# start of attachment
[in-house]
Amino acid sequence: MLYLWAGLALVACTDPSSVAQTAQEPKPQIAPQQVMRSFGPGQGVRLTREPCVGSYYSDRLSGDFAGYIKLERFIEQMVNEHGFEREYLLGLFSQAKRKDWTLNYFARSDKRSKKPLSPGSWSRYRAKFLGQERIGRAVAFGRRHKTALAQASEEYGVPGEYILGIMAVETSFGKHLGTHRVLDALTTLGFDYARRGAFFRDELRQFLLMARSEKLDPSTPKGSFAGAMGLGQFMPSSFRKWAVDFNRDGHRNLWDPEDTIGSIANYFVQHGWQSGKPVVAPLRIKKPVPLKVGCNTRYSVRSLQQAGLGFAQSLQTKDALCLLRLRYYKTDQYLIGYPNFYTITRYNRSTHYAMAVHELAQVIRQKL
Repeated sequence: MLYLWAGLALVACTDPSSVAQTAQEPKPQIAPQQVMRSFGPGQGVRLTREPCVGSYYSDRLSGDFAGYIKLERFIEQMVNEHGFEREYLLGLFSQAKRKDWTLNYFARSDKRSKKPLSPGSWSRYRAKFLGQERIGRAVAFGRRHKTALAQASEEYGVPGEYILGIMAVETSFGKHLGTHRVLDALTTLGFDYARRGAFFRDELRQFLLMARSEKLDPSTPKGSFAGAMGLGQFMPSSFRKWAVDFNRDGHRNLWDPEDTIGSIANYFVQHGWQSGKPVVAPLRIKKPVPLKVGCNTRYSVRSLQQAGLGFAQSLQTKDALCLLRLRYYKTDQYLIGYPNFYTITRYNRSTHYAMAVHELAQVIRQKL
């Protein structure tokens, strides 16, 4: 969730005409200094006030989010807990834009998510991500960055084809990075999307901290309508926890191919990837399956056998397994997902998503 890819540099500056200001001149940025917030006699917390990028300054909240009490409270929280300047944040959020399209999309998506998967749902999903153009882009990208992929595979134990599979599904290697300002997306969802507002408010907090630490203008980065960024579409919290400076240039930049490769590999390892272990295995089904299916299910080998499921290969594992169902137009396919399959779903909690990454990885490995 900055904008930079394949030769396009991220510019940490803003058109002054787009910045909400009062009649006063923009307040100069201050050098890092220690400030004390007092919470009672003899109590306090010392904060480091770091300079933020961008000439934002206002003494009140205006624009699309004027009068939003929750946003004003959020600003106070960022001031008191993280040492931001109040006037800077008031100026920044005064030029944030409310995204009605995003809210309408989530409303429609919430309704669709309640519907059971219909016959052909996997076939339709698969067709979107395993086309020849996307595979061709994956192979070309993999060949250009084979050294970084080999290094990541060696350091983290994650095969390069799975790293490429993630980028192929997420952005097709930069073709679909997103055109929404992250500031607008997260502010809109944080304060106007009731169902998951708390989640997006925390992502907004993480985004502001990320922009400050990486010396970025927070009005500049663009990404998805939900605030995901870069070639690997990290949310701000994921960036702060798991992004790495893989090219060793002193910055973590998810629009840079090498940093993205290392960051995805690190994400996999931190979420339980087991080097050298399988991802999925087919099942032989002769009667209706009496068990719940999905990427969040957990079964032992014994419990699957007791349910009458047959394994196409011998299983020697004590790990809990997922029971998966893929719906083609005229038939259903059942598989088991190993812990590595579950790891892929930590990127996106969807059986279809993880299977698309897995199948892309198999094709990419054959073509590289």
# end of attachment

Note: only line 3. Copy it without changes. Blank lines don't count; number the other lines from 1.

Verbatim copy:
Repeated sequence: MLYLWAGLALVACTDPSSVAQTAQEPKPQIAPQQVMRSFGPGQGVRLTREPCVGSYYSDRLSGDFAGYIKLERFIEQMVNEHGFEREYLLGLFSQAKRKDWTLNYFARSDKRSKKPLSPGSWSRYRAKFLGQERIGRAVAFGRRHKTALAQASEEYGVPGEYILGIMAVETSFGKHLGTHRVLDALTTLGFDYARRGAFFRDELRQFLLMARSEKLDPSTPKGSFAGAMGLGQFMPSSFRKWAVDFNRDGHRNLWDPEDTIGSIANYFVQHGWQSGKPVVAPLRIKKPVPLKVGCNTRYSVRSLQQAGLGFAQSLQTKDALCLLRLRYYKTDQYLIGYPNFYTITRYNRSTHYAMAVHELAQVIRQKL